The giant type transformed the few short paragraphs intended to be folded into my palm into a two-page document readable from across a sidewalk.

Lillian couldn’t suppress a chortle.

OK, so we’re going to be all subtle and unnoticeable waving this in the wind, like ‘BWAAAH!’” She made a sound like a foghorn.

Me, sheepishly: “And look, I made two copies in case you want one, too.”  

Concerned that my control issues had threatened the journey’s happy premise, I apologized and told my daughter I really wanted this to be her trip to lead “because I know you’re good at this, and I trust you, and I want you to do it.” 


She agreed that she is capable after all our travels together. But she also generously assured me that no apology was necessary. “You just got all excited about it, and that’s a good thing!” 

I love my daughter.

Together, we looked at the weather forecast for our few days in the city. The first day guaranteed rain. Happily, she had scheduled a Broadway matinee that Sunday afternoon.

A few days earlier, Lillian had suggested options for discounted Broadway tickets we could get through TodayTix ( Something cerebral? Something classic? A musical with star power?

Or we could go with ‘King Kong,’ because how can you resist a 20-foot-tall animatronic gorilla puppet on stage?” suggested my daughter, who knows how to boil things down. I pulled out the Visa and ordered “discounted” tickets at $109 apiece.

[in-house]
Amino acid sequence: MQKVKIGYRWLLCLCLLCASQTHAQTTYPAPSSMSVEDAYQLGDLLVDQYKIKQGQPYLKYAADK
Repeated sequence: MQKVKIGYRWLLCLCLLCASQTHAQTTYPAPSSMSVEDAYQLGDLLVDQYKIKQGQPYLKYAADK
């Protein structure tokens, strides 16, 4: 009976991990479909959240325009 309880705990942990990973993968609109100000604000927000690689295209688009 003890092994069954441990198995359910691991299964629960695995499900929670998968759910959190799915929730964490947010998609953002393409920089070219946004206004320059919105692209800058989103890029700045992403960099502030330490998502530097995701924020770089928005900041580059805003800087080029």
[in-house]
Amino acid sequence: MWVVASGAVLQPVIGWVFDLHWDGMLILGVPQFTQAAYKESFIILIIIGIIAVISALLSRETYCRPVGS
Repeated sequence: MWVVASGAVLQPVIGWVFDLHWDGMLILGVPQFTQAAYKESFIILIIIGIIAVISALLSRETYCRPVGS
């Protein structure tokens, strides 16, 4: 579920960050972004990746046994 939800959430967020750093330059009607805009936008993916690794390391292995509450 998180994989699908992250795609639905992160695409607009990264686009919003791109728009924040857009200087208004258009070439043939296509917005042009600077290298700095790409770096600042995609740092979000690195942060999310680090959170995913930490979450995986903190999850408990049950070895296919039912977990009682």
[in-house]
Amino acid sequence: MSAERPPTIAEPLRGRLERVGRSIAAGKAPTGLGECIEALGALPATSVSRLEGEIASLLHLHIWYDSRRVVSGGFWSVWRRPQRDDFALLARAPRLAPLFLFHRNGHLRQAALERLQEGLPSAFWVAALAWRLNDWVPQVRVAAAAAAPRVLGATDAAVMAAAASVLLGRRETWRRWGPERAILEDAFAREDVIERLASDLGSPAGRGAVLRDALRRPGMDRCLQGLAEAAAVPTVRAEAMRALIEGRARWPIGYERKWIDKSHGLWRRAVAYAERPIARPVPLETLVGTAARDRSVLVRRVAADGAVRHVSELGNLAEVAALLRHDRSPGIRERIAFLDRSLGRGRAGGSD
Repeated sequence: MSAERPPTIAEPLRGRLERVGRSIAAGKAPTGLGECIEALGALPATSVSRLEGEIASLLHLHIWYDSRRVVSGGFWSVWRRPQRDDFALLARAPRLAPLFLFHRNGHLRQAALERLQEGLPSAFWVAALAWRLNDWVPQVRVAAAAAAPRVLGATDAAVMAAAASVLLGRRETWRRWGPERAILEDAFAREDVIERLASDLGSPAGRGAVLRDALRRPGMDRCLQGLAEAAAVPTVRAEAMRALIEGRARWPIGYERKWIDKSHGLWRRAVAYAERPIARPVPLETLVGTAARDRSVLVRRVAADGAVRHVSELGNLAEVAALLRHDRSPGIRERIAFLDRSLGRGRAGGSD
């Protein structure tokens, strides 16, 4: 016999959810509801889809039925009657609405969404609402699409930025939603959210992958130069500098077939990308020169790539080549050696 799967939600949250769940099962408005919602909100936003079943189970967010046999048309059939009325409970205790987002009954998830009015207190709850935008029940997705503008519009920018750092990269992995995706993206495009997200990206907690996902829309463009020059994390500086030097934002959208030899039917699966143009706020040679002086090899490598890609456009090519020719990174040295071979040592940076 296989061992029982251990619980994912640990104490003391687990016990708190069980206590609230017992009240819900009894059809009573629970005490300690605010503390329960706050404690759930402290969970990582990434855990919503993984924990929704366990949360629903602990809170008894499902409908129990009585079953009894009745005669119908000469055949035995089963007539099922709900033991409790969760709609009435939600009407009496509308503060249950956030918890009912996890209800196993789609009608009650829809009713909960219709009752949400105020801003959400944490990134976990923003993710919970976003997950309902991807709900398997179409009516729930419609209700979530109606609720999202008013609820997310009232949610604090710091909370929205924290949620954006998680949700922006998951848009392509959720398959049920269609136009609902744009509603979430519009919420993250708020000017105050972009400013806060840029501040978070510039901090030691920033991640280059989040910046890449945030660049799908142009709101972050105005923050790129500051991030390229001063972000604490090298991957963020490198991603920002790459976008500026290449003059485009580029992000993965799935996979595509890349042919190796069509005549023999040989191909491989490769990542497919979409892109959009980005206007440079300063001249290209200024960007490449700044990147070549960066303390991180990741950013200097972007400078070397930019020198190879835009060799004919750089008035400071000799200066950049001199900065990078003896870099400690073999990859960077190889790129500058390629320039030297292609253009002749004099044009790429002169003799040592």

Our first morning, perched on window-front stools at Zabar’s famous deli (, near our Upper West Side hotel, we munched bagels with cream cheese. These were not just the “roll with a hole” that can pass for bagels in Seattle. They had that extra chewiness that makes all the difference. The coffee was hot and brown. 

On the rain-spattered sidewalk, like characters from “101 Dalmatians,” umbrella-toting New Yorkers walked dogs wearing raincoats. One canine, appearing to be a cross between a Pomeranian and an Ewok, sported little booties as well. Lillian and I waved our breakfasts at people puffing on treadmills in the windows of a gym across the street. “A little bagel taunting, ha, ha!” she said.